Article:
To find the price of the stock, we take the present value of each year’s dividend. This is no small task when the formula calls for us to take the present value of an *infinite* stream of growing dividends. Fortunately, Formula 10-7 can be compressed into a much more usable form if two circumstances are satisfied:

1. The firm must have a constant dividend growth rate (*g*).

2. The discount rate (*Ke*) must be higher than the growth rate (*g*).

For most introductory courses in finance, these assumptions are usually made to reduce the complications in the analytical process. This allows us to reduce or rewrite Formula 10-7 as Formula 10-8. Formula 10-8 is the basic equation for finding the value of common stock and is referred to as the constant growth dividend valuation model:

This is an extremely easy formula to use in which:

P0 = |
Price of the stock today |

D1 = |
Dividend at the end of the first year |

Ke = |
Required rate of return (discount rate) |

g = |
Constant growth rate in dividends |

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In this formula, *P*0 is sometimes referred to as the value of a “growing perpetuity” because it is a perpetuity that grows at a constant rate. In order for Formula 10-8 to work, it is critical that the first dividend come at the end of the first year. Based on the current example:

D1 = |
$2.00 |

Ke = |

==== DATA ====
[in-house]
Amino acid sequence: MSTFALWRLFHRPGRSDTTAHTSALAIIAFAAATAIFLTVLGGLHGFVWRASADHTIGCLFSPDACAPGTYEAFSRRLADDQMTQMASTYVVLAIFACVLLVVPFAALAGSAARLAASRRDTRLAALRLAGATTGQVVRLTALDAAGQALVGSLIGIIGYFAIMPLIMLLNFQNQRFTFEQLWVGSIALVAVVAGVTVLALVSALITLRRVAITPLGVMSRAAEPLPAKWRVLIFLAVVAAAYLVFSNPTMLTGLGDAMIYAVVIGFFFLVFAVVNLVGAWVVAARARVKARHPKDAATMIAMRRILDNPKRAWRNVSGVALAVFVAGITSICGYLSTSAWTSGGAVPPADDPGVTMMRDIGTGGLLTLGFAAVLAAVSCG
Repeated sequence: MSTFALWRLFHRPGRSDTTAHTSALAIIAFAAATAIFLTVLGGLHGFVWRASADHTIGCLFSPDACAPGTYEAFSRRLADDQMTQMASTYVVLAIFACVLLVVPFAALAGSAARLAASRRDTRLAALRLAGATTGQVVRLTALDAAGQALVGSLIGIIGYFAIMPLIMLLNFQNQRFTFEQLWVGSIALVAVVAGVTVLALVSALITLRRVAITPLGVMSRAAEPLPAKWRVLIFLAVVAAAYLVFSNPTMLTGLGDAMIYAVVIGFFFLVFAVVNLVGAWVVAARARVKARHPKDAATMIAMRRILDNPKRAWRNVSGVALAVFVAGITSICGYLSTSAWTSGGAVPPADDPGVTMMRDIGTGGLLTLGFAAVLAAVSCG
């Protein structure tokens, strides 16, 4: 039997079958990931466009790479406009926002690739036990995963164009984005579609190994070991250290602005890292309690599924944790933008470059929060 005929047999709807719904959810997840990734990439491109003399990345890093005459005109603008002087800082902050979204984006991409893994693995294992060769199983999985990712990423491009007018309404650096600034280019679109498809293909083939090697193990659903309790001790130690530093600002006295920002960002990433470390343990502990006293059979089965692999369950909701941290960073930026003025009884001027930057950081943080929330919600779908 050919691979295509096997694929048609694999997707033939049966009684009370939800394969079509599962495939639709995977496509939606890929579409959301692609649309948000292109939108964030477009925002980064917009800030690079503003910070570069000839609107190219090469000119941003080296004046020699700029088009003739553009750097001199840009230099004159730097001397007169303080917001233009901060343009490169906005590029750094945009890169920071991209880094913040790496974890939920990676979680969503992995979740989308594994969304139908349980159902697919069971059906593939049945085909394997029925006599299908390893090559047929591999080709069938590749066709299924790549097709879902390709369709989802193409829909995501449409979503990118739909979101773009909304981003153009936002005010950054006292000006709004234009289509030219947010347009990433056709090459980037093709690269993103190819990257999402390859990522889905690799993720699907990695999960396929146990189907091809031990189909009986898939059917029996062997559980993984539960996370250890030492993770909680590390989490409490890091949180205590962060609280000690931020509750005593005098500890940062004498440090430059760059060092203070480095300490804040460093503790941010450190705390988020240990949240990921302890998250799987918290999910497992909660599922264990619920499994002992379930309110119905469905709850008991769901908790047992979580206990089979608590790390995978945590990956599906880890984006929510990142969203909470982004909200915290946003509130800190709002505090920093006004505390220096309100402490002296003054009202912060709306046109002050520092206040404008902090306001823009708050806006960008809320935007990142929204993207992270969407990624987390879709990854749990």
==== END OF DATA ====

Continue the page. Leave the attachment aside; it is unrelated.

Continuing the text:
0.12 |

g = |
0.07 |

and *P*0 is computed as:

Thus, given that the stock has a $2 dividend at the end of the first year, a discount rate of 12 percent, and a constant growth rate of 7 percent, the current price of the stock is $40.

Let’s take a closer look at Formula 10-8 shown earlier and the factors that influence valuation. For example, what is the anticipated effect on valuation if *Ke* (the required rate of return, or discount rate) increases as a result of inflation or increased risk? Intuitively, we would expect the stock price to decline if investors demand a higher return and the dividend and growth rate remain the same. This is precisely what happens.

If *D*1 remains at $2.00 and the growth rate (*g*) is 7 percent, but *Ke* increases from 12 percent to 14 percent, using Formula 10-8, the price of the common stock will now be $28.57 as shown below. This is considerably lower than its earlier value of $40:

Similarly, if the growth rate (*g*) increases while *D*1 and *Ke* remain constant, the stock price can be expected to increase. Assume *D*1 = $2.00, *Ke* is set at its earlier level of 12 percent, and *g* increases from 7 percent to 9 percent. Using Formula 10-8 once again, the new price of the stock would be $66.67:

We should not be surprised to see that an increasing growth rate has enhanced the value of the stock.